Occupational pension onlyPersonal pension onlyBoth occupational and personal pension
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The proportion of workers with an occupational pension from their current employment who identified their pension as a Defined Contribution pension was 61.7% and 36.4% of workers had a Defined Benefit occupational pension from their current job, while 1.9% had a Hybrid pension. Rates of Defined Benefit occupational pension cover is highest for the older age groups, with 53.3% of females and 51.8% of males in the 55 to 69 years age group having a Defined Benefit occupational pension in their current employment.

Self-employed persons, who did not have an occupational pension, were asked if they had an occupational pension from a previous employment. Over two thirds (67.2%) confirmed they had a Defined Contribution pension, while 28.4% had a Defined Benefit occupational pension and 4.4% were part of a Hybrid pension scheme from a previous employment.

Table 11.4 Persons with occupational pension coverage classified by pension type, Q3 2019

Defined BenefitDefined ContributionHybrid
Employees with an occupational pension from their current employment36.461.71.9
Employees with occupational pension, only from a previous employment20.7772.3
Self employed persons with occupational pension from a previous employment28.467.24.4
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In Quarter 3 2019, respondents were asked not only about personal pensions in current contribution, but also personal pensions where payments had been deferred for a period, or were already being drawn down. Almost one third (32.7%) of workers with personal pension coverage had deferred payments for a period, almost two thirds (65.4%) were in current contribution, while just 1.9% were already drawing down a personal pension.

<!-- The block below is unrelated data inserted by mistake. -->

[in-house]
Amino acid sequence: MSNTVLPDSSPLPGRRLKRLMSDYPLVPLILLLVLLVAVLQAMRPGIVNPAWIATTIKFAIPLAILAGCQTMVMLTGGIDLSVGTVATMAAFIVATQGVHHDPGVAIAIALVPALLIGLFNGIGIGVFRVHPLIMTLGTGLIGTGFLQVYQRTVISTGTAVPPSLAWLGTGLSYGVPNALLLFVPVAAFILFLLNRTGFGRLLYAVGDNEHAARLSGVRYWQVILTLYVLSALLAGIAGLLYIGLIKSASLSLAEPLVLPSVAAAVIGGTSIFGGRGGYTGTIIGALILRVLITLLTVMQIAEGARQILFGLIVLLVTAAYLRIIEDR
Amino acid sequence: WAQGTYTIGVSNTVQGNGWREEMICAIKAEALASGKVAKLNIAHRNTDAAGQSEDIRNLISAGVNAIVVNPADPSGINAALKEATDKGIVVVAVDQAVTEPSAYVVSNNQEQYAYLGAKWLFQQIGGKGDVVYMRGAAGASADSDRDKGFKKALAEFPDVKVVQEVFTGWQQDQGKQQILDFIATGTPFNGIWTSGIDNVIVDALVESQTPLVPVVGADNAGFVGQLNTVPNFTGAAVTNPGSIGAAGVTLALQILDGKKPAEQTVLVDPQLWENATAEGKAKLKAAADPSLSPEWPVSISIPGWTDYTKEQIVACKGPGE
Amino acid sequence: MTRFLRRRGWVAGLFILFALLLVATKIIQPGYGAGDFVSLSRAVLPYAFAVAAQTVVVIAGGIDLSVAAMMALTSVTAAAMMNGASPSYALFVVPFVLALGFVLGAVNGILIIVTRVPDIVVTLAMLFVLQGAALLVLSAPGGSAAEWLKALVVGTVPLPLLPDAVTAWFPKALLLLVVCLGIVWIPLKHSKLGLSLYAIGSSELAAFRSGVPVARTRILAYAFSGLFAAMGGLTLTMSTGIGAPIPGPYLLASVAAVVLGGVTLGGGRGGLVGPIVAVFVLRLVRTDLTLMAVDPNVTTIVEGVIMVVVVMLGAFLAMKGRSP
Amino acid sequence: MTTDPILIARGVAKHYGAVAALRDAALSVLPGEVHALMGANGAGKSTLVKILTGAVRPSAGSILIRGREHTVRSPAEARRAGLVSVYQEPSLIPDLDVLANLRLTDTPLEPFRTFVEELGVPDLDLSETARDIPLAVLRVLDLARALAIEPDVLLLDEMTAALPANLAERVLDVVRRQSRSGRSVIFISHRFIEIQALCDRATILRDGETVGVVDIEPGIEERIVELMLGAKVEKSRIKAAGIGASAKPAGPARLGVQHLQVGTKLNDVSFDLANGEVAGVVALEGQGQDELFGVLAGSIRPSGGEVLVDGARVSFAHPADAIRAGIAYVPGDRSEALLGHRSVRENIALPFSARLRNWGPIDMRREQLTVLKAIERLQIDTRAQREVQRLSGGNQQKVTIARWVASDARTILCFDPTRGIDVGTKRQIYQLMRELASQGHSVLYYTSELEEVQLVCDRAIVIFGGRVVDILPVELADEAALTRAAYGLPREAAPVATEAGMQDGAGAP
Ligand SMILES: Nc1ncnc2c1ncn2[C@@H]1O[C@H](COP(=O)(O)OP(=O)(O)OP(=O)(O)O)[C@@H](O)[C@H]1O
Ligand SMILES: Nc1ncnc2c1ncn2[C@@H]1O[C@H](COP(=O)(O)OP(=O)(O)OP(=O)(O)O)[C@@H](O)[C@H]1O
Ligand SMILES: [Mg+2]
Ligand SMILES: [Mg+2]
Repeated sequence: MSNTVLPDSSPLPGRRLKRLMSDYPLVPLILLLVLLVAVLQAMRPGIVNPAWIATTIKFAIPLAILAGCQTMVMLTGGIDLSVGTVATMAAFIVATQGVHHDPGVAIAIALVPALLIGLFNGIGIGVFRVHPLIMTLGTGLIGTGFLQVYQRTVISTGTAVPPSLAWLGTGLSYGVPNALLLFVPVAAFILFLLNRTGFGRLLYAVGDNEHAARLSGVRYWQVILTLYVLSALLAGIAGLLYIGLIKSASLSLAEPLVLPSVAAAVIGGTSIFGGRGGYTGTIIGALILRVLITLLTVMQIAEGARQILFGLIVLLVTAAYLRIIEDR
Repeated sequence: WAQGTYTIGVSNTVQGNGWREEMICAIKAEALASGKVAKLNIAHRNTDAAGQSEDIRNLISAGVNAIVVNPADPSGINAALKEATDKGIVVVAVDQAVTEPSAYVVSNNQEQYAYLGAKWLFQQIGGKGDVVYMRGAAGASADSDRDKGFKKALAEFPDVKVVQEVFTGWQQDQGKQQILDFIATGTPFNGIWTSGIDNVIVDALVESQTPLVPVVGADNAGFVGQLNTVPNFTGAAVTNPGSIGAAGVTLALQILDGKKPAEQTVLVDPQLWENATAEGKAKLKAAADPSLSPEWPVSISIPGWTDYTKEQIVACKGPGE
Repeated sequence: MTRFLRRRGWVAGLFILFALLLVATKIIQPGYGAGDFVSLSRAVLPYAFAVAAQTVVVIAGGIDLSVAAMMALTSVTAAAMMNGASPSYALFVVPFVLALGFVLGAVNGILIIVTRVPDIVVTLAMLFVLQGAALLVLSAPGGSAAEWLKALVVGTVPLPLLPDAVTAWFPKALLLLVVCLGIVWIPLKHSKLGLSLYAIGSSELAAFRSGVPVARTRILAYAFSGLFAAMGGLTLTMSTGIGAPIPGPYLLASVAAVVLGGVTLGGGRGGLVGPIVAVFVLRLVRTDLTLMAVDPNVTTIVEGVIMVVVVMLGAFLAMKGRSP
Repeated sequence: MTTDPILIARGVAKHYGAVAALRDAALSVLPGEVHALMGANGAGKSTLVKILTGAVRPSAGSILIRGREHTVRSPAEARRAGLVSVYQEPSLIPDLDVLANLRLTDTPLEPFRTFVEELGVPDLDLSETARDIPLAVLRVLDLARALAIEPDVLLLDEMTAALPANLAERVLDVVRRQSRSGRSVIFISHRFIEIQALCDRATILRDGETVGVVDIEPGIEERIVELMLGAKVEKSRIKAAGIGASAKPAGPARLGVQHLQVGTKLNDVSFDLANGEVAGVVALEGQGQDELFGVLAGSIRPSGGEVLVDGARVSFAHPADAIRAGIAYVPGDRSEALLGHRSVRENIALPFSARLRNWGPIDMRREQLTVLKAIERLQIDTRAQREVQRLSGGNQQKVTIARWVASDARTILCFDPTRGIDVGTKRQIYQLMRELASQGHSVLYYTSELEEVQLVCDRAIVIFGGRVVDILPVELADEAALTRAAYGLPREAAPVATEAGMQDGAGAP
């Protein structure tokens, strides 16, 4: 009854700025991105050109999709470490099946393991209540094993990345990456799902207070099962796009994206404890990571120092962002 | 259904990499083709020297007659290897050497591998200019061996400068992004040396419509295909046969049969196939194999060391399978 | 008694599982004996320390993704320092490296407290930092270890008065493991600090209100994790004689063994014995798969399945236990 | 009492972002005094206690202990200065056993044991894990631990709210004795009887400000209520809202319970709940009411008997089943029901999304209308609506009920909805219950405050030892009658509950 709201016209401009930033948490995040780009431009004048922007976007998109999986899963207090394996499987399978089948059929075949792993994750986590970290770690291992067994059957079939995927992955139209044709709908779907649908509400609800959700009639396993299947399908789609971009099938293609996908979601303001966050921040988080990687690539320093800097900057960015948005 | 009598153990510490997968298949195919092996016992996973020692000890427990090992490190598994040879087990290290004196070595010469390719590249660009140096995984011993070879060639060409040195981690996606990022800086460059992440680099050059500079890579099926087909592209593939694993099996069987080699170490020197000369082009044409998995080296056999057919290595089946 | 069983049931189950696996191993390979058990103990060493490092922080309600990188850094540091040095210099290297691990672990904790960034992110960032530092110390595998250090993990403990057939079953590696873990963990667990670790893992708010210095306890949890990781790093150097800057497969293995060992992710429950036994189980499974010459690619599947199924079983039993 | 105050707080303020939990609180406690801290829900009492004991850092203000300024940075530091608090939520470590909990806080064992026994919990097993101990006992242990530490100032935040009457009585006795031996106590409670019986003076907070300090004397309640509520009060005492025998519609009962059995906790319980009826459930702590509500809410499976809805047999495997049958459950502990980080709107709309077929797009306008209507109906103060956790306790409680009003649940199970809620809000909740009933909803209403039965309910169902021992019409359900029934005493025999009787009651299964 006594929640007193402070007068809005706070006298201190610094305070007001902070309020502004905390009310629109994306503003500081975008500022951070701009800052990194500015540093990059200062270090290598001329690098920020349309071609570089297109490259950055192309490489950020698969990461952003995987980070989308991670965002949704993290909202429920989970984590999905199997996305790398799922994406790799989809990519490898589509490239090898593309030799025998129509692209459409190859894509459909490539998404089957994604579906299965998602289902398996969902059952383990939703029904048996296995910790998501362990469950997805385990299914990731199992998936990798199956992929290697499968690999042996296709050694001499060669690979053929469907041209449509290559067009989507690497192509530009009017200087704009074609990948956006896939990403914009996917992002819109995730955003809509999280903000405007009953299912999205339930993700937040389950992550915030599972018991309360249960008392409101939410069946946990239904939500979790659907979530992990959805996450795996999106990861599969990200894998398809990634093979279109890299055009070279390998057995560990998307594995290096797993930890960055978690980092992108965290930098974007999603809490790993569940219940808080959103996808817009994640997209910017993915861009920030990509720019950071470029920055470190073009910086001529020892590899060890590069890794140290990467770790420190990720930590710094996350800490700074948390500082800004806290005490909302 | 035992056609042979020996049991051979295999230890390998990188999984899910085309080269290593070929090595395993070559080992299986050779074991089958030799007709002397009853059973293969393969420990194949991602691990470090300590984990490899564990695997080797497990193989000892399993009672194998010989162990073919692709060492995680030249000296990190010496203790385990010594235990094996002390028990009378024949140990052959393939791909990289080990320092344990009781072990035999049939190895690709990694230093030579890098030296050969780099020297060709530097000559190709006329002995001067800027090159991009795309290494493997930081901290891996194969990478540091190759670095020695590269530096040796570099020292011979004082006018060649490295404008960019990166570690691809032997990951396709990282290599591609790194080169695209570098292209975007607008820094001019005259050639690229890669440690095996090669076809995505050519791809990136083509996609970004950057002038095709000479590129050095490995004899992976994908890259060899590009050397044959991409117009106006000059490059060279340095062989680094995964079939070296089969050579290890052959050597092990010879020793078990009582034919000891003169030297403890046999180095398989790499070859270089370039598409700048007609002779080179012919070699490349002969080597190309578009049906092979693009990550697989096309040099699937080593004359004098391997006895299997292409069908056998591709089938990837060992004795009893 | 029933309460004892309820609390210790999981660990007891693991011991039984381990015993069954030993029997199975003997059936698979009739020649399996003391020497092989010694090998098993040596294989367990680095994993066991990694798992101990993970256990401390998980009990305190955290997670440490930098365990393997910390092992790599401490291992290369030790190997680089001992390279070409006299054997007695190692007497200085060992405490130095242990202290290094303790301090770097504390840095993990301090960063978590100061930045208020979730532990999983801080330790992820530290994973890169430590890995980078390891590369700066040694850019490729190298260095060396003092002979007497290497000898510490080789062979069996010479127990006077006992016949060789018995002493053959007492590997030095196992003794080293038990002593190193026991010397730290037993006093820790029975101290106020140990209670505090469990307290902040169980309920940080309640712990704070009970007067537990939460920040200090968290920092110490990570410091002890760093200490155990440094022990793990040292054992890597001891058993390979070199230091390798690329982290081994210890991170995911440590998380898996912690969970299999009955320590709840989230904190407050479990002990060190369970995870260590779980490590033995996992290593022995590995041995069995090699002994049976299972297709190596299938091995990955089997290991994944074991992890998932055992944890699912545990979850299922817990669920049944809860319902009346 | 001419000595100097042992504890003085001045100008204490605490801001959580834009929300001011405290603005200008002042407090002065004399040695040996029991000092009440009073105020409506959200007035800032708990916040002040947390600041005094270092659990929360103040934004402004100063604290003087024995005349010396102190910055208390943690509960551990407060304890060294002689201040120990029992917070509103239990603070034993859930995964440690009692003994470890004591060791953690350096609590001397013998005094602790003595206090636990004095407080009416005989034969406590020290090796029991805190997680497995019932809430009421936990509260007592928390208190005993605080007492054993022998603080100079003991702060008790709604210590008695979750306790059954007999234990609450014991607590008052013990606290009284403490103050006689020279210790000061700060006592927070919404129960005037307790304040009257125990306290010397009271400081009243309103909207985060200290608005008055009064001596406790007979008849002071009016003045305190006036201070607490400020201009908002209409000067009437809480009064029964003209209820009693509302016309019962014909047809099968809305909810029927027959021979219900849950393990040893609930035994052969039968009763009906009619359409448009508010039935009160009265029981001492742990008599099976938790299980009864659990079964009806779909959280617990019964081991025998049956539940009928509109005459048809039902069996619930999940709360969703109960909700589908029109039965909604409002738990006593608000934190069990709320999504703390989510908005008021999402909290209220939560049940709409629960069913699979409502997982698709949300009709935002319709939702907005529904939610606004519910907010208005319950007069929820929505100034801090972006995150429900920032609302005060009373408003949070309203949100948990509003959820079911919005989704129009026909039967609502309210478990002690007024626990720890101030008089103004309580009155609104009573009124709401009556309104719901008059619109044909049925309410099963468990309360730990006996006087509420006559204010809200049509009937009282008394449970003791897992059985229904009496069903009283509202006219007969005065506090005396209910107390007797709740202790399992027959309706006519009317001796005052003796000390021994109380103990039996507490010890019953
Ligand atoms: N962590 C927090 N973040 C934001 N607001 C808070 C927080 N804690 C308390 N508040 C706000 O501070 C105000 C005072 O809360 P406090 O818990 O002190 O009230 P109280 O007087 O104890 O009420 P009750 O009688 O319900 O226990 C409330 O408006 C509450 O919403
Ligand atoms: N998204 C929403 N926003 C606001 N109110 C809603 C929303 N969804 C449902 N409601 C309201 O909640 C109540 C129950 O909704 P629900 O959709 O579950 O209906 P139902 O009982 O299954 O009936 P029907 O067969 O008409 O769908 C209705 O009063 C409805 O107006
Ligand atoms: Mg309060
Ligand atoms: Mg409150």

Table 11.5 Persons in employment aged 20 to 69 years with personal pension coverage, Q3 2019

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In the Pensions Survey of Quarter 3 2019, new questions were introduced for employees with no occupational pension coverage. Employees whose employer did not offer a pension scheme or who were not eligible to join the pension scheme at work, were excluded from these questions. The questions were asked only of persons who had chosen not to be part of their employer's pension scheme. They also had no other pension coverage either from previous employments or from a personal pension. They were asked for the main reason for having no pension coverage. One third (33.2%) stated that they could not afford a pension while just over 36% (36.2%) cited never got around to organising it. One in twelve (8.6%) of these employees felt that other sources offer a better return for investment while 5.6% said that other sources including the State pension, savings, etc. would be adequate.

Table 11.6 Persons in employment (ILO) aged 20 to 69 years with no occupational pension classified by main reason for not having a pension, Q3 2019

Never got around to organising itCan't afford a pensionOther sources offer a better return for investmentOther sources will be adequate including state pension or savings etcDon't understand pensionsToo much financial riskOther

At an overall level, workers aged 20 to 69 years (including self-employed and/or assisting relatives) who have no pension coverage, were asked what their expected source of income would be on retirement. Almost 6 in every 10 (59.7%) workers cited the State Pension as their future expected source of income, while one in ten stated that they would rely on savings or investments while one fifth (20.1%) were undecided. Spouse or partner's occupational or personal pension was cited as an expected source of income on retirement by 3.7% of workers with no pension coverage.

Table 11.7 Persons in employment (ILO) aged 20 to 69 years without a pension classified by expected source of income on retirement, Q3 2019